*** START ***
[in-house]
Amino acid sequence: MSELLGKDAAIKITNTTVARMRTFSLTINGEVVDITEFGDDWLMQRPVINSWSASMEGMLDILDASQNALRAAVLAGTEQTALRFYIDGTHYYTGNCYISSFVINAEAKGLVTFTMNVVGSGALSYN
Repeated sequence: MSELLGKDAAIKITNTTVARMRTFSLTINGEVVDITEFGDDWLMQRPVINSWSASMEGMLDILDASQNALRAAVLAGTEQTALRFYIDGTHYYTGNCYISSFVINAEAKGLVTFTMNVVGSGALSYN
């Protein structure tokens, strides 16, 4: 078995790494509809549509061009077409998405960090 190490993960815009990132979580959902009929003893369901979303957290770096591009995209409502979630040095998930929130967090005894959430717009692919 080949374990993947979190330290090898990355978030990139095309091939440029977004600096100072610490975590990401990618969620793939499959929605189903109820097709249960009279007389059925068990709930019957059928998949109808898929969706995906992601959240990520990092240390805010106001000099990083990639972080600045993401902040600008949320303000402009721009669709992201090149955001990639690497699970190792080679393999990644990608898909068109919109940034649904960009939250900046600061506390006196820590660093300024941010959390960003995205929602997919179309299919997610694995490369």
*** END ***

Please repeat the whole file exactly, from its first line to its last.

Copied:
[in-house]
Amino acid sequence: MSELLGKDAAIKITNTTVARMRTFSLTINGEVVDITEFGDDWLMQRPVINSWSASMEGMLDILDASQNALRAAVLAGTEQTALRFYIDGTHYYTGNCYISSFVINAEAKGLVTFTMNVVGSGALSYN
Repeated sequence: MSELLGKDAAIKITNTTVARMRTFSLTINGEVVDITEFGDDWLMQRPVINSWSASMEGMLDILDASQNALRAAVLAGTEQTALRFYIDGTHYYTGNCYISSFVINAEAKGLVTFTMNVVGSGALSYN
């Protein structure tokens, strides 16, 4: 078995790494509809549509061009077409998405960090 190490993960815009990132979580959902009929003893369901979303957290770096591009995209409502979630040095998930929130967090005894959430717009692919 080949374990993947979190330290090898990355978030990139095309091939440029977004600096100072610490975590990401990618969620793939499959929605189903109820097709249960009279007389059925068990709930019957059928998949109808898929969706995906992601959240990520990092240390805010106001000099990083990639972080600045993401902040600008949320303000402009721009669709992201090149955001990639690497699970190792080679393999990644990608898909068109919109940034649904960009939250900046600061506390006196820590660093300024941010959390960003995205929602997919179309299919997610694995490369």